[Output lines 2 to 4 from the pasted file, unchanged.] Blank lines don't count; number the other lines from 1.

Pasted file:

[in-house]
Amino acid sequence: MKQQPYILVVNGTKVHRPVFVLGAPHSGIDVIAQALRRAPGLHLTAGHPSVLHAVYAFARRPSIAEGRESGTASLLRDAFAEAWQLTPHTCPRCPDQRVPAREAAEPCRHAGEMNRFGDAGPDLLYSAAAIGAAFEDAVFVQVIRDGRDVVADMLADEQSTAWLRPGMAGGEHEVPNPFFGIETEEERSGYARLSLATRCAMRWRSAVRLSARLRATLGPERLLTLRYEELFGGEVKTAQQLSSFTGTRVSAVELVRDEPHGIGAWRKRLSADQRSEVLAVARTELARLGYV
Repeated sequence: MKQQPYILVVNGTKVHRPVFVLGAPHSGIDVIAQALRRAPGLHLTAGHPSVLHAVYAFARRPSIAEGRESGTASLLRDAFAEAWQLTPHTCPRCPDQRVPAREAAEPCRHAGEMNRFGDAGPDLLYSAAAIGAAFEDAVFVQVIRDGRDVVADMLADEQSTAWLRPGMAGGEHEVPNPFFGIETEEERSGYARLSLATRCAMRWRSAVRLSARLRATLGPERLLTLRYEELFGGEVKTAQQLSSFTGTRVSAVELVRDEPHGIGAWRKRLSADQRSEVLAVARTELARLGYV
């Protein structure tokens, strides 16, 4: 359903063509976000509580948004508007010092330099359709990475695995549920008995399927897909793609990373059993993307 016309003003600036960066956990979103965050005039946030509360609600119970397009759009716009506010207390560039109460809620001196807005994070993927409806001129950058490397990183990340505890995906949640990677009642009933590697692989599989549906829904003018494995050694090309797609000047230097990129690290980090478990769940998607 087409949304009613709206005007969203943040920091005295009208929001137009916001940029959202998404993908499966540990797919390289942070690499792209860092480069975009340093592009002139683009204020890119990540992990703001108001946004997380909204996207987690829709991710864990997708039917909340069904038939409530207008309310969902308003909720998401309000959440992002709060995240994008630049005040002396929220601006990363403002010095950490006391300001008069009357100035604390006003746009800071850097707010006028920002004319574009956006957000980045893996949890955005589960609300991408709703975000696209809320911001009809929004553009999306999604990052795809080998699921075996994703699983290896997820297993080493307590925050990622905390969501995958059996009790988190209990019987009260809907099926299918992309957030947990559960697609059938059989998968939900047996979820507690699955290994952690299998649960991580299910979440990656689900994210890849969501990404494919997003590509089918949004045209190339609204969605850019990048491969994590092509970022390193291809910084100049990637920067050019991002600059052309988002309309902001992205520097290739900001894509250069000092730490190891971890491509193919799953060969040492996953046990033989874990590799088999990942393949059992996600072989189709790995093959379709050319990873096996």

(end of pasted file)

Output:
Amino acid sequence: MKQQPYILVVNGTKVHRPVFVLGAPHSGIDVIAQALRRAPGLHLTAGHPSVLHAVYAFARRPSIAEGRESGTASLLRDAFAEAWQLTPHTCPRCPDQRVPAREAAEPCRHAGEMNRFGDAGPDLLYSAAAIGAAFEDAVFVQVIRDGRDVVADMLADEQSTAWLRPGMAGGEHEVPNPFFGIETEEERSGYARLSLATRCAMRWRSAVRLSARLRATLGPERLLTLRYEELFGGEVKTAQQLSSFTGTRVSAVELVRDEPHGIGAWRKRLSADQRSEVLAVARTELARLGYV
Repeated sequence: MKQQPYILVVNGTKVHRPVFVLGAPHSGIDVIAQALRRAPGLHLTAGHPSVLHAVYAFARRPSIAEGRESGTASLLRDAFAEAWQLTPHTCPRCPDQRVPAREAAEPCRHAGEMNRFGDAGPDLLYSAAAIGAAFEDAVFVQVIRDGRDVVADMLADEQSTAWLRPGMAGGEHEVPNPFFGIETEEERSGYARLSLATRCAMRWRSAVRLSARLRATLGPERLLTLRYEELFGGEVKTAQQLSSFTGTRVSAVELVRDEPHGIGAWRKRLSADQRSEVLAVARTELARLGYV
């Protein structure tokens, strides 16, 4: 359903063509976000509580948004508007010092330099359709990475695995549920008995399927897909793609990373059993993307 016309003003600036960066956990979103965050005039946030509360609600119970397009759009716009506010207390560039109460809620001196807005994070993927409806001129950058490397990183990340505890995906949640990677009642009933590697692989599989549906829904003018494995050694090309797609000047230097990129690290980090478990769940998607 087409949304009613709206005007969203943040920091005295009208929001137009916001940029959202998404993908499966540990797919390289942070690499792209860092480069975009340093592009002139683009204020890119990540992990703001108001946004997380909204996207987690829709991710864990997708039917909340069904038939409530207008309310969902308003909720998401309000959440992002709060995240994008630049005040002396929220601006990363403002010095950490006391300001008069009357100035604390006003746009800071850097707010006028920002004319574009956006957000980045893996949890955005589960609300991408709703975000696209809320911001009809929004553009999306999604990052795809080998699921075996994703699983290896997820297993080493307590925050990622905390969501995958059996009790988190209990019987009260809907099926299918992309957030947990559960697609059938059989998968939900047996979820507690699955290994952690299998649960991580299910979440990656689900994210890849969501990404494919997003590509089918949004045209190339609204969605850019990048491969994590092509970022390193291809910084100049990637920067050019991002600059052309988002309309902001992205520097290739900001894509250069000092730490190891971890491509193919799953060969040492996953046990033989874990590799088999990942393949059992996600072989189709790995093959379709050319990873096996």